Judges could choose which ones get made into banners, while others could be displayed as part of exhibitions at City Hall and the Devonian Gardens.

Everybody loves children’s art as it is always colourful and fun. Imagine if every lamp post downtown had a kid’s banner on it? Imagine how the Seventh Avenue Transit corridor could be transformed into a children’s art gallery — now that would change downtown’s sense of place

Imagine if these LRT station banners used children's art to create a more unique sense of place and play.

FUN Architecture 

The proposed new downtown library is an opportunity waiting for some fun urban design. We should let kids in on designing the library; they did a great job on the Alberta Children’s Hospital. At minimum, they should be part of the creation of the library’s children’s area. 

The proposed Telus Sky building also has an element of fun in its design, which I think (and hope) could probably be played up even more as the design evolves. Maybe one of these two projects could incorporate the climbing wall?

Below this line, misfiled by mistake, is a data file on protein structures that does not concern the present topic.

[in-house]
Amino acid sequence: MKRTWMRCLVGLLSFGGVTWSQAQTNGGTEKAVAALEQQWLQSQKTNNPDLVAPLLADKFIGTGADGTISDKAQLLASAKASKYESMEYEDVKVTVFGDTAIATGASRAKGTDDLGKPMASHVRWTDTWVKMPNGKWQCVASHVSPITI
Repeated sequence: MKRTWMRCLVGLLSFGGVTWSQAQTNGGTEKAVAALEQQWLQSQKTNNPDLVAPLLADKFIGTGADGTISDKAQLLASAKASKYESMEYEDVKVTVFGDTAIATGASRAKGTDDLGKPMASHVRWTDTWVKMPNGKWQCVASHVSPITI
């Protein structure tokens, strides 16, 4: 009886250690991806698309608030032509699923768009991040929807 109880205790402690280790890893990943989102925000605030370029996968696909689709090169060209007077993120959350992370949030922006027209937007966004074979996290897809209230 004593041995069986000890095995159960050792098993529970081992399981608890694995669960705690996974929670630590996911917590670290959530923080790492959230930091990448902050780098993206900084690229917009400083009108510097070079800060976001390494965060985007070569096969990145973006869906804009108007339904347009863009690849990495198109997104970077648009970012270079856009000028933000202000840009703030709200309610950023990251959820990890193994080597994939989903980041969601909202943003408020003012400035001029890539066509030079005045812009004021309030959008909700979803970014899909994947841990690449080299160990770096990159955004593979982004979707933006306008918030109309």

It is not coincidence that the Alberta Children's Hospital looks like it was constructed with lego.  A youth advisory group provide the design team with ideas about what the hospital should look like - big windows and bright colours were two of the suggestions.  The building is both fun and welcoming, something every building should be. 

Some of Calgary's most colourful and fun architecture is hidden from view, like this office building at Canada Olympic Park.  Imagine if this building was along the 7th Avenue Transit corridor or along 9th Avenue as a gateway into downtown.  This makes a fun statement. 

Alley Art Gallery

While recently strolling through downtown Boise, Idaho, my wife and I recently came upon an alley full of young girls and their moms. We wondered what was happening.

It turns out it was a dance company that was using their “Freak Alley” paintings as a backdrop for a photo session. Even a place in a state known for its potato production is willing to fly its freak flag — how fun is that?

 The walls of the buildings facing the alley and an adjacent surface parking lot are full from the ground to the rooftops of street art by numerous artists, whose styles range from graffiti to realism. It is a wonderful outdoor gallery and a nice urban surprise.

If only we use a little imagination and co-operation, Calgary’s downtown has plenty of alleys that could become outdoor art galleries.